If you are a university or other education organization we have a program to help you create educational content to teach machine learning with TensorFlow. We’ll support you with a variety of resources to help you succeed. We have published a request for proposals for financial sponsorship to help with widening access to traditionally underrepresented communities in AI, too. Details can be found on the TensorFlow Blog. If you want to learn TensorFlow there are a number of options available to you:

TensorFlow Developer Certificate

We’re excited to launch an assessment of your TensorFlow coding and model creation skills that will lead to an official certificate of your prowess as a TensorFlow Developer! In an effort to widen access to people of diverse backgrounds, experiences, and perspectives, we're offering a limited number of stipends for the educational material and/or the exam cost. Details are now available at You’ll be tested in your ability to create models all the way from simple linear regression through more advanced scenarios such as Computer Vision, NLP and Sequence modelling. The syllabus from the TensorFlow: In Practice specialization at Coursera will help you prepare for the assessment. Once you've earned the certificate you can share it on LinkedIn, GitHub and the new TensorFlow Certificate Network!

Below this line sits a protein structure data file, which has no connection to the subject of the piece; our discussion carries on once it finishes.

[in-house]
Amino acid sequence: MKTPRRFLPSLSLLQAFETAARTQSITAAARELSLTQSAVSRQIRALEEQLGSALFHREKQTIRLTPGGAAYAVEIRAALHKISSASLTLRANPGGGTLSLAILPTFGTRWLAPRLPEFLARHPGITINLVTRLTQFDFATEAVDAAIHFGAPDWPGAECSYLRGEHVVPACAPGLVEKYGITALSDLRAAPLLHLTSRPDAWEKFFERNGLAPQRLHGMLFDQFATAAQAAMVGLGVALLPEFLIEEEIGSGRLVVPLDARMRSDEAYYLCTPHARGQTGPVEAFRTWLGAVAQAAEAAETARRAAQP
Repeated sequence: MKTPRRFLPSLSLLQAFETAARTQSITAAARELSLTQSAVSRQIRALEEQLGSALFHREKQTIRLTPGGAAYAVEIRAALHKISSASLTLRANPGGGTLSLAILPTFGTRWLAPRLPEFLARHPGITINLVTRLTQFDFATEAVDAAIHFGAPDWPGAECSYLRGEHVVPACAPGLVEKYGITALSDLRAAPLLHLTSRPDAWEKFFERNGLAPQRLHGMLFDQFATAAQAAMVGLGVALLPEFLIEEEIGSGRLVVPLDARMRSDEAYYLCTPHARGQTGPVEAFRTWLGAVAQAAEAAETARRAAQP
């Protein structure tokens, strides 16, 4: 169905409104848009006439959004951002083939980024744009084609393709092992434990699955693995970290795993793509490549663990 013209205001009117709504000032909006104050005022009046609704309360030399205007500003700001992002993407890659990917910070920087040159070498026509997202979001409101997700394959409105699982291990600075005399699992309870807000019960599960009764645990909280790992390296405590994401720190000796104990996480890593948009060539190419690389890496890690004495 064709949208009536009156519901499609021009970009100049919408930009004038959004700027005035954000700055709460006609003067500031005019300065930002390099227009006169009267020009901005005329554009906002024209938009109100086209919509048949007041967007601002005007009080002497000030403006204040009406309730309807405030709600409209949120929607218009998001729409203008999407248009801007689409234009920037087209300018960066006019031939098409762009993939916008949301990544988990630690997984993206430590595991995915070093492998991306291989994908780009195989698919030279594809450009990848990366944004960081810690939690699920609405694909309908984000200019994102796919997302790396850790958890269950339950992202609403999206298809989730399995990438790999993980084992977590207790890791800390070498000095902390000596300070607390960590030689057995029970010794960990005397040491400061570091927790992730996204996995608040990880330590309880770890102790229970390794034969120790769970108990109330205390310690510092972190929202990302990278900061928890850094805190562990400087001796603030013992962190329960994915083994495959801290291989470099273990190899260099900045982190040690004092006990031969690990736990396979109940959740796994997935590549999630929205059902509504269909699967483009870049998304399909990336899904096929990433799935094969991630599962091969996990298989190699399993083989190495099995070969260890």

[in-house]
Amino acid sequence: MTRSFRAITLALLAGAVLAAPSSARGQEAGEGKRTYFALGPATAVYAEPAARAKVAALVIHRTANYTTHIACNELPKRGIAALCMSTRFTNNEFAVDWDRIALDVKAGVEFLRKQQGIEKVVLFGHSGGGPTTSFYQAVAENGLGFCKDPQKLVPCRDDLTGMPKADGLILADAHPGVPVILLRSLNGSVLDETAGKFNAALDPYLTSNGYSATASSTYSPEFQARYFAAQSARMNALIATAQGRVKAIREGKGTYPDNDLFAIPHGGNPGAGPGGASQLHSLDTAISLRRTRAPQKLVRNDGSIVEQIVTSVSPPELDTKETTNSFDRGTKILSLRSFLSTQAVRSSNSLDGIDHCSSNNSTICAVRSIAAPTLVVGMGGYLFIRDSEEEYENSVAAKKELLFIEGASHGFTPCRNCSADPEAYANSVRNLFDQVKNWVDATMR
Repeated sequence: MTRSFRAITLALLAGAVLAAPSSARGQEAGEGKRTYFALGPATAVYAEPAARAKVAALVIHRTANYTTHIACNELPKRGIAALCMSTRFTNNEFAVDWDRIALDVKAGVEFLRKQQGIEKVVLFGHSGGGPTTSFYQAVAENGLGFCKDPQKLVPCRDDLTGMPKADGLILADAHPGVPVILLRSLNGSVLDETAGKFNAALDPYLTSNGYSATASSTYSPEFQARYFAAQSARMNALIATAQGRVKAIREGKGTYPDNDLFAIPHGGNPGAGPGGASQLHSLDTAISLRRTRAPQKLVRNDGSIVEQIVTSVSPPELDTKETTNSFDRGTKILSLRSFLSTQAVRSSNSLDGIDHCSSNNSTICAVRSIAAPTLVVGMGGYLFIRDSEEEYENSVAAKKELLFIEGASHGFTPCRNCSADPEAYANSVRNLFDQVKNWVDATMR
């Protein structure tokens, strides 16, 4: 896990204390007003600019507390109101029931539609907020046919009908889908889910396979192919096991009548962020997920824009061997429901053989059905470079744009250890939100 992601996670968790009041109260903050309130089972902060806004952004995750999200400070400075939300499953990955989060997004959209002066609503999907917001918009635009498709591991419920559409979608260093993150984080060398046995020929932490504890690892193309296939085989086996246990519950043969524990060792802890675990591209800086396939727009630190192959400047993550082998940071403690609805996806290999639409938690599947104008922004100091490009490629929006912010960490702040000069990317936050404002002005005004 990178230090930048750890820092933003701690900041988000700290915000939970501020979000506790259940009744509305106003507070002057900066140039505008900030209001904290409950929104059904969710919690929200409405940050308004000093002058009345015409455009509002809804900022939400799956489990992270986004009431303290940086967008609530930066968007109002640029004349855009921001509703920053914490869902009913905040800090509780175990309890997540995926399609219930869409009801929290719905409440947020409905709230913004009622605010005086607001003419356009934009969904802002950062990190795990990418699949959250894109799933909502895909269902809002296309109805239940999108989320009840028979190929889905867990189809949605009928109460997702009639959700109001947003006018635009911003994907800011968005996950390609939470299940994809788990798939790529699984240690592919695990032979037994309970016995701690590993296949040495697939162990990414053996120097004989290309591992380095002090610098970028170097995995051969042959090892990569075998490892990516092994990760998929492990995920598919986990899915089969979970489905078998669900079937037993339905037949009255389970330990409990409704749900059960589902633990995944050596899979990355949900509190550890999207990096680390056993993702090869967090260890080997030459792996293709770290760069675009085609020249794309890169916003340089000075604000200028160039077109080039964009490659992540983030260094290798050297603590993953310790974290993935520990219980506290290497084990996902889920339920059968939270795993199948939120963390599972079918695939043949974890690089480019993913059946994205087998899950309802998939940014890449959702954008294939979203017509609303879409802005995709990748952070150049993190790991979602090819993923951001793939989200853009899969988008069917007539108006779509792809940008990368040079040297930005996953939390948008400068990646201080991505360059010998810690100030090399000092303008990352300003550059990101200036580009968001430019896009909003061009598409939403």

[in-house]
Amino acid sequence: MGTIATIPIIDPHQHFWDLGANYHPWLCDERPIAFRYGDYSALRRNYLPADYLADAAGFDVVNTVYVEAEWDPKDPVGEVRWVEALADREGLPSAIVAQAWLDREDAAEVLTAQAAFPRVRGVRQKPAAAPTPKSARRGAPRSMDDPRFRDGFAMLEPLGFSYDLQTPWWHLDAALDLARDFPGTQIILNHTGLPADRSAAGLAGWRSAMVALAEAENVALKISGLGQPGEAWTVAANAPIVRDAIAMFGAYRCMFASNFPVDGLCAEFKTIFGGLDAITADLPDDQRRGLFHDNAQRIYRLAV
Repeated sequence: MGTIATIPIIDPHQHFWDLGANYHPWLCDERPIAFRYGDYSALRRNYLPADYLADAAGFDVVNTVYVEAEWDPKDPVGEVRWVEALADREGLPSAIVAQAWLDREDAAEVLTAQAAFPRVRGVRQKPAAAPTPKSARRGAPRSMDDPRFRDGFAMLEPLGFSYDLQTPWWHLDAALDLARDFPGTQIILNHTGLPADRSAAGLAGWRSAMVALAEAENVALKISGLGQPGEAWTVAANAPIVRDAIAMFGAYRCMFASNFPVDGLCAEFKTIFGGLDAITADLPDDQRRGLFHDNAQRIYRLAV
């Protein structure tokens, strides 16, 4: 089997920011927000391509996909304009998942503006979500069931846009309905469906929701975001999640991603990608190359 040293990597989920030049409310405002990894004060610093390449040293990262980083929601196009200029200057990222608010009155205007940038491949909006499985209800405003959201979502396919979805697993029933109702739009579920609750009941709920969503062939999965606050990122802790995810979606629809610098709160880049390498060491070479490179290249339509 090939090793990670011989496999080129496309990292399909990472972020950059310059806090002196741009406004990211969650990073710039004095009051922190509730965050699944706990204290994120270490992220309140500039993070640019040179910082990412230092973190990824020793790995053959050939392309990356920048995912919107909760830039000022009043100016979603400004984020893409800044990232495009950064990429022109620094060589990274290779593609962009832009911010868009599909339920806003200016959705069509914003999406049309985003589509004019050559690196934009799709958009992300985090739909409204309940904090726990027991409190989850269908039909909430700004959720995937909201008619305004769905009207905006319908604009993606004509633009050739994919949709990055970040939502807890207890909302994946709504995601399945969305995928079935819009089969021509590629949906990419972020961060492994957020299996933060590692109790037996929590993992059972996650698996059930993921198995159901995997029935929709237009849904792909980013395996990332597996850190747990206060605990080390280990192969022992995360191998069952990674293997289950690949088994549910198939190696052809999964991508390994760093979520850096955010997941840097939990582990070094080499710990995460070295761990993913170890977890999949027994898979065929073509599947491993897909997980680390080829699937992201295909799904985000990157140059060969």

Wrap up

As you can see, it’s been a busy year, and a great time to be a TensorFlow Developer! To learn more about TensorFlow, check out, read the blog, follow us on social, and don’t forget to subscribe to our YouTube Channel! For all the sessions at TensorFlow Dev Summit 2020, check out our playlist on YouTube. For your convenience here are direct links to each of the sessions also:
Next post
Recap of the 2020 TensorFlow Dev Summit

Posted by Laurence Moroney, Developer Advocate

Thanks to everyone who joined our virtual TensorFlow Dev Summit 2020 livestream! While we couldn’t meet in person, we hope we were able to make the event more accessible than ever.

We’re recapping all the new updates we shared in this blog post. You can find the recording of the keynote and talks on the TensorFlow YouTube channel.
TensorFlow 2.2 Aft…